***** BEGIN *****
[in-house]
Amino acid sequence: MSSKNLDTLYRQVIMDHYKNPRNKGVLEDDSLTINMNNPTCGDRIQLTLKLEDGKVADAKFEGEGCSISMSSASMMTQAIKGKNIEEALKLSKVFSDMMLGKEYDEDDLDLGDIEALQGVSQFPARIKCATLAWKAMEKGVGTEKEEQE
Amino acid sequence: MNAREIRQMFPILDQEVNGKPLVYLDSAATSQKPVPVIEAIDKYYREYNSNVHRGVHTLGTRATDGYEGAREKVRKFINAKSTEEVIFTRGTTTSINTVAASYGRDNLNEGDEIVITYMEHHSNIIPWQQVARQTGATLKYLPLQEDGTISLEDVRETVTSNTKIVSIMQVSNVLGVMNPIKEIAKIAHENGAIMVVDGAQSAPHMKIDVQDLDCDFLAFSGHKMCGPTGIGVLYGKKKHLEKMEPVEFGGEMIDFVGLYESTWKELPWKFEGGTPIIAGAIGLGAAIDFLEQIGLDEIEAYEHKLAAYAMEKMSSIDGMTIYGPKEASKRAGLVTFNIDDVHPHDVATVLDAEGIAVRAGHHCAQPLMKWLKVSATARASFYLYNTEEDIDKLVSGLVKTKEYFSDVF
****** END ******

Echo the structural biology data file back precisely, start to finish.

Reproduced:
[in-house]
Amino acid sequence: MSSKNLDTLYRQVIMDHYKNPRNKGVLEDDSLTINMNNPTCGDRIQLTLKLEDGKVADAKFEGEGCSISMSSASMMTQAIKGKNIEEALKLSKVFSDMMLGKEYDEDDLDLGDIEALQGVSQFPARIKCATLAWKAMEKGVGTEKEEQE
Amino acid sequence: MNAREIRQMFPILDQEVNGKPLVYLDSAATSQKPVPVIEAIDKYYREYNSNVHRGVHTLGTRATDGYEGAREKVRKFINAKSTEEVIFTRGTTTSINTVAASYGRDNLNEGDEIVITYMEHHSNIIPWQQVARQTGATLKYLPLQEDGTISLEDVRETVTSNTKIVSIMQVSNVLGVMNPIKEIAKIAHENGAIMVVDGAQSAPHMKIDVQDLDCDFLAFSGHKMCGPTGIGVLYGKKKHLEKMEPVEFGGEMIDFVGLYESTWKELPWKFEGGTPIIAGAIGLGAAIDFLEQIGLDEIEAYEHKLAAYAMEKMSSIDGMTIYGPKEASKRAGLVTFNIDDVHPHDVATVLDAEGIAVRAGHHCAQPLMKWLKVSATARASFYLYNTEEDIDKLVSGLVKTKEYFSDVF